November 19, 2020 |
Victoria needs to ensure all Victorians are supported as it recovers from the impact of COVID-19, especially those who faced greater economic, cultural or social injustice before the pandemic, the Federation of Community Legal Centres has warned.
Serina McDuff, Federation of Community Legal Centres CEO, said the Victorian Government had implemented a range of positive measures to support Victorians through COVID-19.
However she said more will need to be done as the effects of the pandemic will continue for the longer term.
“It was fantastic to see this week’s $5.3 billion social housing announcement. We know that having a secure home is vital for people’s mental, physical and social wellbeing,” she said.
“There is still more that we can do to make sure no one is left behind as we start to restore our state. We need to protect Victorians from the ongoing impact of this pandemic – and that means all Victorians.”
The Federation has set out 43 recommendations across six key areas of concern to help ensure no one gets left behind as the state rebuilds following the pandemic.
In the plan A Just and Equitable COVID Recovery, the Federation recommends the government:
- expand and entrench vital protections for financially disadvantaged Victorians
- improve the fairness and resilience of our housing systems
- make sure no workers are left behind in Victoria’s economic rebuild
- embed access to justice for all victim-survivors of family violence and build on best practice legal supports in measures to respond to the ‘shadow pandemic’
- protect the welfare and human rights of people in prison throughout the COVID recovery, and move towards a safer prison system
- protect children and young people impacted by the crisis and ensure they are kept out of the justice system
In October, a report from the Melbourne Institute at the University of Melbourne found more than 20% of people were feeling financially stressed, and were having difficulties paying for essentials. People experiencing financial troubles are vulnerable in multiple ways: from exploitation by dodgy ‘payday loan’ companies, to the compounding effects of rental arrears, utilities bills, mortgage stress and health expenses, to adverse action in relation to unpaid fines and escalating infringements. Sustained financial difficulty can lead to poorer outcomes across many aspects of people’s lives, from educational outcomes for children through to chronic physical and mental ill-health.
Beyond the financial impact of the pandemic we know acts of family violence have increased, and the isolation has placed them victim-survivors at greater risk.
“The ‘shadow pandemic of family violence has been experienced around the world and Victoria has been no different. Greater financial, employment, health and housing insecurity and social isolation measures make it easier for perpetrators to control and harm victim-survivors.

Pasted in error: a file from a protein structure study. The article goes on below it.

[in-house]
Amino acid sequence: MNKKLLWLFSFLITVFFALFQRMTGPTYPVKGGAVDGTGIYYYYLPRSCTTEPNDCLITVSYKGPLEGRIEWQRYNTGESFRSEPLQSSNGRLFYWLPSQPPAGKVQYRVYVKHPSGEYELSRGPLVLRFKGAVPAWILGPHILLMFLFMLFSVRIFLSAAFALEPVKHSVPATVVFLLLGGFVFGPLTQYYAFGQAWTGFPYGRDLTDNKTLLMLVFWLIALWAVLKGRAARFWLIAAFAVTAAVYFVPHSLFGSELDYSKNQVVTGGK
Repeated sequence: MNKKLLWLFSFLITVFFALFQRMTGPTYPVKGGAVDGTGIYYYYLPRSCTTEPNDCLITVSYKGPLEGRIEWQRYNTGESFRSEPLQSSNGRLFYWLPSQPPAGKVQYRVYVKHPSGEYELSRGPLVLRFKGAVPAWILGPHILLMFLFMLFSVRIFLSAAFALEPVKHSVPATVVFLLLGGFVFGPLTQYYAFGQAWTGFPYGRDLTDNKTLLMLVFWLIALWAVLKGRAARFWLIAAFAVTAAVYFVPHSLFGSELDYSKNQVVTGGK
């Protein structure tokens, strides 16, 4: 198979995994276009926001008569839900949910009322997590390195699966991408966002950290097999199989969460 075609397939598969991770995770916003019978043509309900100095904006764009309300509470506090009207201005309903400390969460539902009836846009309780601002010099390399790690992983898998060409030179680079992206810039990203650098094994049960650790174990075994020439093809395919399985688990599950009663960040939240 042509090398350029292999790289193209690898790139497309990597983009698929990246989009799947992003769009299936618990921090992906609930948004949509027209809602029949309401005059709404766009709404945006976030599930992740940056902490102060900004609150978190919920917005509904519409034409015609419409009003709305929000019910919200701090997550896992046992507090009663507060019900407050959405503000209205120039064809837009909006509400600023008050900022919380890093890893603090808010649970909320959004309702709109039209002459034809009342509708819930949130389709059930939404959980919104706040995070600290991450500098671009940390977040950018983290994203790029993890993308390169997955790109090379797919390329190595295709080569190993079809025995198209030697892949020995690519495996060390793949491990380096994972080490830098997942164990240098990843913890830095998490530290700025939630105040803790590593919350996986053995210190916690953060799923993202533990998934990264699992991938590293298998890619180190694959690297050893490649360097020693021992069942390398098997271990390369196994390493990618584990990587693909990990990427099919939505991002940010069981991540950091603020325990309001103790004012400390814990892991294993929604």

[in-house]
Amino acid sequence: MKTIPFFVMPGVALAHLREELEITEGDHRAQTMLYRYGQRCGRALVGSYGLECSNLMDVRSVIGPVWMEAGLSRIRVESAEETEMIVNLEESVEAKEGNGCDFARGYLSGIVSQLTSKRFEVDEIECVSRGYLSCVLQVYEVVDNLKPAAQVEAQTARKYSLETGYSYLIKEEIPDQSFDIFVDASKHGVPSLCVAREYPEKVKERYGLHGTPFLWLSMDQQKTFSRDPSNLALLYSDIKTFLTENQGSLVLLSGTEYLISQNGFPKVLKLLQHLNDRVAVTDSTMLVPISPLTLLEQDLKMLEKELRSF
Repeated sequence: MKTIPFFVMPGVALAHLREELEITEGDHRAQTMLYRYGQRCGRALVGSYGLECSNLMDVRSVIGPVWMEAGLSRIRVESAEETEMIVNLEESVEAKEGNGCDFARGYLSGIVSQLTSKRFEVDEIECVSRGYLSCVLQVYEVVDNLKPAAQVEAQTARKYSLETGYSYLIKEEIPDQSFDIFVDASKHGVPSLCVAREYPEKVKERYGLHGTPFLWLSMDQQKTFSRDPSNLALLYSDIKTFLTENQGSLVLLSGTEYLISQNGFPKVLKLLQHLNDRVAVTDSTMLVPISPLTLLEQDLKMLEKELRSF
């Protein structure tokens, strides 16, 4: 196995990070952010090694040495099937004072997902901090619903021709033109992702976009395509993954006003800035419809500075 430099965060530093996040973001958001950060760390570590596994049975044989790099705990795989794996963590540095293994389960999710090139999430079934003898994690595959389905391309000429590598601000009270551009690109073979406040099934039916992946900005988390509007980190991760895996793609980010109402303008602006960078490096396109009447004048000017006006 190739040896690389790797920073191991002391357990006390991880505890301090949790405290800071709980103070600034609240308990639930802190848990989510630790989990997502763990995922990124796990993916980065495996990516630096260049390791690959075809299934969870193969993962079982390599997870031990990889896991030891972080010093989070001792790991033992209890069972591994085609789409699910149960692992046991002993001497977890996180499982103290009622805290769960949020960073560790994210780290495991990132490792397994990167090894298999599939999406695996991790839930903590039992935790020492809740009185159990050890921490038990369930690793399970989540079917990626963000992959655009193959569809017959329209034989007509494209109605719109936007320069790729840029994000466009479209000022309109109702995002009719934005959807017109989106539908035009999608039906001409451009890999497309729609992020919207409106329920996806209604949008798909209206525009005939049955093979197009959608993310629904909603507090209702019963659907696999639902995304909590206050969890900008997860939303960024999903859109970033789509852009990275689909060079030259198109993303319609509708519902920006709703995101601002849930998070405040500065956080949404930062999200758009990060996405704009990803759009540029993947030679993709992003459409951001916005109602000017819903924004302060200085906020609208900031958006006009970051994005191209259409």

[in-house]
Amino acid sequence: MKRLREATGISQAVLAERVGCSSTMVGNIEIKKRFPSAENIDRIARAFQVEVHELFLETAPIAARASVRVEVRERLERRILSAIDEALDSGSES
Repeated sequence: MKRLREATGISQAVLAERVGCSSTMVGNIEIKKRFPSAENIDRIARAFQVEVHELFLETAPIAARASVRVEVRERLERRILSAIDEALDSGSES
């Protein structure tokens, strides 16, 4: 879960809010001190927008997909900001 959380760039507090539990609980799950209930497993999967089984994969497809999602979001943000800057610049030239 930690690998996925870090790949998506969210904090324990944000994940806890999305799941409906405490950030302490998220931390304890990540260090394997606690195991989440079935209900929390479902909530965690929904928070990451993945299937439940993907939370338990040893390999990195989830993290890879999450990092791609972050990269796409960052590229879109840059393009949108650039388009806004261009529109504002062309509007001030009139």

“We need to ensure people can access legal support alongside other essential services as early as possible. Early help from a community lawyer means victim-survivors can understand their options, receive legal protections and prevent financial abuse from escalating.
Ms McDuff said that when a disaster swept through a community there was often a lag on legal, community and social needs.
“For some people, problems that had been postponed by COVID responses at State or Federal levels, will return before those people can actually recover. Things such as mortgage or rent payments returning to pre-COVID levels leading to the risk of evictions as the moratorium ends.
“For others, continuing and worsening financial hardship through the slow economic rebuild may create new legal problems, such as falling foul of predatory lending practices, or struggling to pay infringements or utilities bills.
“We need to protect Victorians against predatory behaviours that target people experiencing hardship and change parts of our legal and administrative systems that will end up entrenching hardship within our community.
“And it is vital that those experiencing or at risk of family violence have access to support structures, including improved access to legal help connected to other social services.”
Ms McDuff warned that young people and people in or at-risk of entering the prison system had been among those most heavily impacted during the pandemic, but who were often forgotten or overlooked.
“The serious health risks posed by COVID-19, and its potential to spread through the prison system, meant many highly restrictive measures were implemented. While this helped avoid the spread, we need to ensure the use of these new powers does not unacceptably infringe on the human rights of people in prison and remains proportional to the changing risks,” she said.
“Equally, the government introduced some really innovative uses of technology to maintain connections between the prison population and their loved ones and legal assistance, these should be retained.”
Ms McDuff said that as Victoria begins to recover from the health crisis and moves to an economic and social recovery phase, governments needed to continue with its existing support systems while building in new mechanisms to protect those at risk of falling through the cracks.
You can find a full copy of the report here.